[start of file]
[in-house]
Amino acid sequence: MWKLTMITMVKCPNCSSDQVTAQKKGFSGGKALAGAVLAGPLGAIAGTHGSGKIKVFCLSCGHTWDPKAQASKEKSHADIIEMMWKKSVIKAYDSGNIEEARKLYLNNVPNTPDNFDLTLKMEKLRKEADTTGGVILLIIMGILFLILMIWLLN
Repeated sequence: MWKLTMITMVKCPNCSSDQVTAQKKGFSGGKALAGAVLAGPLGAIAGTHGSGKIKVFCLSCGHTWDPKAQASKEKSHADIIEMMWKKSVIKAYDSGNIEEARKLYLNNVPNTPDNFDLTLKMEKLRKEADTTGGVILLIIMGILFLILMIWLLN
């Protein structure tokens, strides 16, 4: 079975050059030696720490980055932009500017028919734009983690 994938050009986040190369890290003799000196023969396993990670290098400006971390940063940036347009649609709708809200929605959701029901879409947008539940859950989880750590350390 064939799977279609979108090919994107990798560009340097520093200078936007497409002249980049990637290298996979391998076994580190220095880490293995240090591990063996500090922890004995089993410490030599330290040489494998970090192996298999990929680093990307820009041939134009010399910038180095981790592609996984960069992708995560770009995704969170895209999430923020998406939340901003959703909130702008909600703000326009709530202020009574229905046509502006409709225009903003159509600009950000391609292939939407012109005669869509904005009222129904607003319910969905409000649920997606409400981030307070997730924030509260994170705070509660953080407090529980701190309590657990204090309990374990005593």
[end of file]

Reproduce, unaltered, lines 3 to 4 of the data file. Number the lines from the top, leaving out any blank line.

Repeated sequence: MWKLTMITMVKCPNCSSDQVTAQKKGFSGGKALAGAVLAGPLGAIAGTHGSGKIKVFCLSCGHTWDPKAQASKEKSHADIIEMMWKKSVIKAYDSGNIEEARKLYLNNVPNTPDNFDLTLKMEKLRKEADTTGGVILLIIMGILFLILMIWLLN
């Protein structure tokens, strides 16, 4: 079975050059030696720490980055932009500017028919734009983690 994938050009986040190369890290003799000196023969396993990670290098400006971390940063940036347009649609709708809200929605959701029901879409947008539940859950989880750590350390 064939799977279609979108090919994107990798560009340097520093200078936007497409002249980049990637290298996979391998076994580190220095880490293995240090591990063996500090922890004995089993410490030599330290040489494998970090192996298999990929680093990307820009041939134009010399910038180095981790592609996984960069992708995560770009995704969170895209999430923020998406939340901003959703909130702008909600703000326009709530202020009574229905046509502006409709225009903003159509600009950000391609292939939407012109005669869509904005009222129904607003319910969905409000649920997606409400981030307070997730924030509260994170705070509660953080407090529980701190309590657990204090309990374990005593």